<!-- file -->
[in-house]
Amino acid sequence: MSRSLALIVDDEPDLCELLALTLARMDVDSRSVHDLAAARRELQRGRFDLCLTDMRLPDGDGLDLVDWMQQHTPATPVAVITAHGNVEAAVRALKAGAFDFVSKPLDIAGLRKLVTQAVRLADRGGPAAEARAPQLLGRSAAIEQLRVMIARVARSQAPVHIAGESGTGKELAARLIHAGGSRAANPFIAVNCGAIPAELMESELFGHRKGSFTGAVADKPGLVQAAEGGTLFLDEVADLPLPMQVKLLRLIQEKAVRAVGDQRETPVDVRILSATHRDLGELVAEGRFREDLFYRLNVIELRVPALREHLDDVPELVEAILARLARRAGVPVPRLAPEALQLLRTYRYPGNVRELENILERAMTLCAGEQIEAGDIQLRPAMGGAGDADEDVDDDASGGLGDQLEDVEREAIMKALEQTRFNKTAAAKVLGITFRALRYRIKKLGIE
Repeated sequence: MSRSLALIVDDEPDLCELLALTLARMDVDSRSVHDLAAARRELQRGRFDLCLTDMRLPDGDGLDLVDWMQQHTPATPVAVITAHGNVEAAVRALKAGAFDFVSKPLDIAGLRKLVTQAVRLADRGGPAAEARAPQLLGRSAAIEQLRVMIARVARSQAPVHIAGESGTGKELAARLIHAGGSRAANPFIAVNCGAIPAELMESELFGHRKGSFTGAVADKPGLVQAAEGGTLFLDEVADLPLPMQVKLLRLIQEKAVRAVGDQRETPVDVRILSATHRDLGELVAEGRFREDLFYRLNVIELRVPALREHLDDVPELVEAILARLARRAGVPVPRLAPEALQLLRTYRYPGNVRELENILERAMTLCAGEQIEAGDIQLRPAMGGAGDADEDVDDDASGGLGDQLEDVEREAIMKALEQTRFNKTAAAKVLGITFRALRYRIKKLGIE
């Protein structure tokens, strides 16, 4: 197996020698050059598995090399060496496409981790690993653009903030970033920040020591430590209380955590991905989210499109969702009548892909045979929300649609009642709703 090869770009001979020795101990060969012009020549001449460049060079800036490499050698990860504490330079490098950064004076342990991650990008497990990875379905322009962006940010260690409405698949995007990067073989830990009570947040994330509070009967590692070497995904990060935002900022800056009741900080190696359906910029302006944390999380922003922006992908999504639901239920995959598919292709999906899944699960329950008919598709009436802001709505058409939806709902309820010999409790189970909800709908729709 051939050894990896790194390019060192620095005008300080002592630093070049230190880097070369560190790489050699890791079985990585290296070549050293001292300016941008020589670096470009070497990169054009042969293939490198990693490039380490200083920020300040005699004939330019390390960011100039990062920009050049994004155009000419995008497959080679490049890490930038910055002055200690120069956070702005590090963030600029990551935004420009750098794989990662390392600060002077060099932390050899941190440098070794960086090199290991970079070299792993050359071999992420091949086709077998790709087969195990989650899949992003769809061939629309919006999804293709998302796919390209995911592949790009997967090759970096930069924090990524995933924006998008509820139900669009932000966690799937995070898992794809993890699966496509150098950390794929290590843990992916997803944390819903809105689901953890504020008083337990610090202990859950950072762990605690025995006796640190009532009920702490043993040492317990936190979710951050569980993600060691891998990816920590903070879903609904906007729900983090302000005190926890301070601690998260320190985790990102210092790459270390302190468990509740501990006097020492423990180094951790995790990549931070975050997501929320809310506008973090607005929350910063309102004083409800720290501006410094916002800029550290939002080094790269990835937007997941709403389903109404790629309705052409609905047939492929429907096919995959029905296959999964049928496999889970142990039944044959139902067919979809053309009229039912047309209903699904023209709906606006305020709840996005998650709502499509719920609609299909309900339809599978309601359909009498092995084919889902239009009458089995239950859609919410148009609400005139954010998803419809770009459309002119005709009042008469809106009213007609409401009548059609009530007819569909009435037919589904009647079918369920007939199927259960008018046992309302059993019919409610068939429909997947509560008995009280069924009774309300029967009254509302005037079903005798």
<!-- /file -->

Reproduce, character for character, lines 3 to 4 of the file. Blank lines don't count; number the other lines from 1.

Repeated sequence: MSRSLALIVDDEPDLCELLALTLARMDVDSRSVHDLAAARRELQRGRFDLCLTDMRLPDGDGLDLVDWMQQHTPATPVAVITAHGNVEAAVRALKAGAFDFVSKPLDIAGLRKLVTQAVRLADRGGPAAEARAPQLLGRSAAIEQLRVMIARVARSQAPVHIAGESGTGKELAARLIHAGGSRAANPFIAVNCGAIPAELMESELFGHRKGSFTGAVADKPGLVQAAEGGTLFLDEVADLPLPMQVKLLRLIQEKAVRAVGDQRETPVDVRILSATHRDLGELVAEGRFREDLFYRLNVIELRVPALREHLDDVPELVEAILARLARRAGVPVPRLAPEALQLLRTYRYPGNVRELENILERAMTLCAGEQIEAGDIQLRPAMGGAGDADEDVDDDASGGLGDQLEDVEREAIMKALEQTRFNKTAAAKVLGITFRALRYRIKKLGIE
């Protein structure tokens, strides 16, 4: 197996020698050059598995090399060496496409981790690993653009903030970033920040020591430590209380955590991905989210499109969702009548892909045979929300649609009642709703 090869770009001979020795101990060969012009020549001449460049060079800036490499050698990860504490330079490098950064004076342990991650990008497990990875379905322009962006940010260690409405698949995007990067073989830990009570947040994330509070009967590692070497995904990060935002900022800056009741900080190696359906910029302006944390999380922003922006992908999504639901239920995959598919292709999906899944699960329950008919598709009436802001709505058409939806709902309820010999409790189970909800709908729709 051939050894990896790194390019060192620095005008300080002592630093070049230190880097070369560190790489050699890791079985990585290296070549050293001292300016941008020589670096470009070497990169054009042969293939490198990693490039380490200083920020300040005699004939330019390390960011100039990062920009050049994004155009000419995008497959080679490049890490930038910055002055200690120069956070702005590090963030600029990551935004420009750098794989990662390392600060002077060099932390050899941190440098070794960086090199290991970079070299792993050359071999992420091949086709077998790709087969195990989650899949992003769809061939629309919006999804293709998302796919390209995911592949790009997967090759970096930069924090990524995933924006998008509820139900669009932000966690799937995070898992794809993890699966496509150098950390794929290590843990992916997803944390819903809105689901953890504020008083337990610090202990859950950072762990605690025995006796640190009532009920702490043993040492317990936190979710951050569980993600060691891998990816920590903070879903609904906007729900983090302000005190926890301070601690998260320190985790990102210092790459270390302190468990509740501990006097020492423990180094951790995790990549931070975050997501929320809310506008973090607005929350910063309102004083409800720290501006410094916002800029550290939002080094790269990835937007997941709403389903109404790629309705052409609905047939492929429907096919995959029905296959999964049928496999889970142990039944044959139902067919979809053309009229039912047309209903699904023209709906606006305020709840996005998650709502499509719920609609299909309900339809599978309601359909009498092995084919889902239009009458089995239950859609919410148009609400005139954010998803419809770009459309002119005709009042008469809106009213007609409401009548059609009530007819569909009435037919589904009647079918369920007939199927259960008018046992309302059993019919409610068939429909997947509560008995009280069924009774309300029967009254509302005037079903005798």